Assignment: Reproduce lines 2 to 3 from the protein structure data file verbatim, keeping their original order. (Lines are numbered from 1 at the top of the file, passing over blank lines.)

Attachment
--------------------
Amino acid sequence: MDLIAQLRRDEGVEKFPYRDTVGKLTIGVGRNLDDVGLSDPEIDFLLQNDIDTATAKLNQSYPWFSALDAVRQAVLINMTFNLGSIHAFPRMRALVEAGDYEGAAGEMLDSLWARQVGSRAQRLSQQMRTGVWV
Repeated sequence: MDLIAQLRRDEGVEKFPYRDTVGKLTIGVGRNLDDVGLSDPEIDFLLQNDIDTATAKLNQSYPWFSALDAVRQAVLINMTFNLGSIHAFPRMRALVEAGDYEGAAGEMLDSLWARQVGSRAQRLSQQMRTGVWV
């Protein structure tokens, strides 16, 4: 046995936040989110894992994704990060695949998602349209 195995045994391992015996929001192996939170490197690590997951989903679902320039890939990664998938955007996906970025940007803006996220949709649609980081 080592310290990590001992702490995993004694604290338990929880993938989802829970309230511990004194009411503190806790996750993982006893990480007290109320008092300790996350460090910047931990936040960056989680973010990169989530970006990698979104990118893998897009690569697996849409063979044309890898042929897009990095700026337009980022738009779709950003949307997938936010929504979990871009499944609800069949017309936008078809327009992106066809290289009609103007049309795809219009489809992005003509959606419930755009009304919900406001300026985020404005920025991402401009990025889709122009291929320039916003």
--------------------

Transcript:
Repeated sequence: MDLIAQLRRDEGVEKFPYRDTVGKLTIGVGRNLDDVGLSDPEIDFLLQNDIDTATAKLNQSYPWFSALDAVRQAVLINMTFNLGSIHAFPRMRALVEAGDYEGAAGEMLDSLWARQVGSRAQRLSQQMRTGVWV
């Protein structure tokens, strides 16, 4: 046995936040989110894992994704990060695949998602349209 195995045994391992015996929001192996939170490197690590997951989903679902320039890939990664998938955007996906970025940007803006996220949709649609980081 080592310290990590001992702490995993004694604290338990929880993938989802829970309230511990004194009411503190806790996750993982006893990480007290109320008092300790996350460090910047931990936040960056989680973010990169989530970006990698979104990118893998897009690569697996849409063979044309890898042929897009990095700026337009980022738009779709950003949307997938936010929504979990871009499944609800069949017309936008078809327009992106066809290289009609103007049309795809219009489809992005003509959606419930755009009304919900406001300026985020404005920025991402401009990025889709122009291929320039916003």